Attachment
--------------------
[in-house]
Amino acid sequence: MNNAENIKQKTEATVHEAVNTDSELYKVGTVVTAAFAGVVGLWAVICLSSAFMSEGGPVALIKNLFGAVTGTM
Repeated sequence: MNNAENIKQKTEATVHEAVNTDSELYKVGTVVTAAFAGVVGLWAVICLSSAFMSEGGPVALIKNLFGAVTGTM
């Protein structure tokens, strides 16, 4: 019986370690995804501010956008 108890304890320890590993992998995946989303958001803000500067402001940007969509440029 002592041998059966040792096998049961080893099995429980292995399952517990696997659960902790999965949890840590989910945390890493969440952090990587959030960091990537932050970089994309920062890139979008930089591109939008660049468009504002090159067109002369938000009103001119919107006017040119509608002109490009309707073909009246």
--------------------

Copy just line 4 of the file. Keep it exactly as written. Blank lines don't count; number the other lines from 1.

């Protein structure tokens, strides 16, 4: 019986370690995804501010956008 108890304890320890590993992998995946989303958001803000500067402001940007969509440029 002592041998059966040792096998049961080893099995429980292995399952517990696997659960902790999965949890840590989910945390890493969440952090990587959030960091990537932050970089994309920062890139979008930089591109939008660049468009504002090159067109002369938000009103001119919107006017040119509608002109490009309707073909009246």